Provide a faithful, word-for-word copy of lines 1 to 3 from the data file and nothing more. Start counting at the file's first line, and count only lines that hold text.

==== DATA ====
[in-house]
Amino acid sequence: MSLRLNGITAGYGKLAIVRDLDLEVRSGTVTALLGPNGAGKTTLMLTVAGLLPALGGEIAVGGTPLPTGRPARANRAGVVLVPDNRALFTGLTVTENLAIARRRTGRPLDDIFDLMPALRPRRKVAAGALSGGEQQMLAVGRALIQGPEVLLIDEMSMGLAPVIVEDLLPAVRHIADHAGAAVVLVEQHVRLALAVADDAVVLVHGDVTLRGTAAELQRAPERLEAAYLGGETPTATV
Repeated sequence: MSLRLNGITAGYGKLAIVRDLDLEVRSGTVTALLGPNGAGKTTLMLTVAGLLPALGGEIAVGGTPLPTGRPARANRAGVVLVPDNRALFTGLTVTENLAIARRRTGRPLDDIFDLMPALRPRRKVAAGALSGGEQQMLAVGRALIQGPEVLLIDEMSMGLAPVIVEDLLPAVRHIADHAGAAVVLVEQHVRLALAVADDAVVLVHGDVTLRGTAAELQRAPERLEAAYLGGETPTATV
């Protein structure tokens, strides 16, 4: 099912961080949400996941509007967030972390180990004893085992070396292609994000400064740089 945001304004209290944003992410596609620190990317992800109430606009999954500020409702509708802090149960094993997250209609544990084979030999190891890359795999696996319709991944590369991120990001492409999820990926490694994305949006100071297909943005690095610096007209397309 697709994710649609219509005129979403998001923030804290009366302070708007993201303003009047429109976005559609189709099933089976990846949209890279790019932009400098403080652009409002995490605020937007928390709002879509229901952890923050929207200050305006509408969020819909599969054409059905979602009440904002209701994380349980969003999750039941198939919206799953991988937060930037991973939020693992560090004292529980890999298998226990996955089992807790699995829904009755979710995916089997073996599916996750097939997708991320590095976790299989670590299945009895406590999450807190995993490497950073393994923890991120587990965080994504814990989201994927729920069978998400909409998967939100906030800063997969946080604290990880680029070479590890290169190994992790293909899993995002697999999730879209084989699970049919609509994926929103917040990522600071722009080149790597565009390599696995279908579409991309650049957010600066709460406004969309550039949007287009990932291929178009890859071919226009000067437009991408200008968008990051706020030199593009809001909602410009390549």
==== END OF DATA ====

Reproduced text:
[in-house]
Amino acid sequence: MSLRLNGITAGYGKLAIVRDLDLEVRSGTVTALLGPNGAGKTTLMLTVAGLLPALGGEIAVGGTPLPTGRPARANRAGVVLVPDNRALFTGLTVTENLAIARRRTGRPLDDIFDLMPALRPRRKVAAGALSGGEQQMLAVGRALIQGPEVLLIDEMSMGLAPVIVEDLLPAVRHIADHAGAAVVLVEQHVRLALAVADDAVVLVHGDVTLRGTAAELQRAPERLEAAYLGGETPTATV
Repeated sequence: MSLRLNGITAGYGKLAIVRDLDLEVRSGTVTALLGPNGAGKTTLMLTVAGLLPALGGEIAVGGTPLPTGRPARANRAGVVLVPDNRALFTGLTVTENLAIARRRTGRPLDDIFDLMPALRPRRKVAAGALSGGEQQMLAVGRALIQGPEVLLIDEMSMGLAPVIVEDLLPAVRHIADHAGAAVVLVEQHVRLALAVADDAVVLVHGDVTLRGTAAELQRAPERLEAAYLGGETPTATV